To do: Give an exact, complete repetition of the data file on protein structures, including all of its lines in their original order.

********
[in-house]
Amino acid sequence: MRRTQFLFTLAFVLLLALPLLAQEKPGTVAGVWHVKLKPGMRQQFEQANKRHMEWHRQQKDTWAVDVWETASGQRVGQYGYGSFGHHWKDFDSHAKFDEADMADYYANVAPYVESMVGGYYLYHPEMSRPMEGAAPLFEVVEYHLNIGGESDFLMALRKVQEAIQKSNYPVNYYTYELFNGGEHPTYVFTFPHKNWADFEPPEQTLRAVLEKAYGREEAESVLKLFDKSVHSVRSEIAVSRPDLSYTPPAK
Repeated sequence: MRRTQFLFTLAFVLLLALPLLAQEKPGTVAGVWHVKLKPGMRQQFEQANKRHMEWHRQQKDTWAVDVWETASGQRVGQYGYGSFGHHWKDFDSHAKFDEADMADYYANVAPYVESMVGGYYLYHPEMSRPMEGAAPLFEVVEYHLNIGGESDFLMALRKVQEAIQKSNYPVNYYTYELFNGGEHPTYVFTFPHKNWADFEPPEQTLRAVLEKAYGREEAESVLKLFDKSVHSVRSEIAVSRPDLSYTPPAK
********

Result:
[in-house]
Amino acid sequence: MRRTQFLFTLAFVLLLALPLLAQEKPGTVAGVWHVKLKPGMRQQFEQANKRHMEWHRQQKDTWAVDVWETASGQRVGQYGYGSFGHHWKDFDSHAKFDEADMADYYANVAPYVESMVGGYYLYHPEMSRPMEGAAPLFEVVEYHLNIGGESDFLMALRKVQEAIQKSNYPVNYYTYELFNGGEHPTYVFTFPHKNWADFEPPEQTLRAVLEKAYGREEAESVLKLFDKSVHSVRSEIAVSRPDLSYTPPAK
Repeated sequence: MRRTQFLFTLAFVLLLALPLLAQEKPGTVAGVWHVKLKPGMRQQFEQANKRHMEWHRQQKDTWAVDVWETASGQRVGQYGYGSFGHHWKDFDSHAKFDEADMADYYANVAPYVESMVGGYYLYHPEMSRPMEGAAPLFEVVEYHLNIGGESDFLMALRKVQEAIQKSNYPVNYYTYELFNGGEHPTYVFTFPHKNWADFEPPEQTLRAVLEKAYGREEAESVLKLFDKSVHSVRSEIAVSRPDLSYTPPAK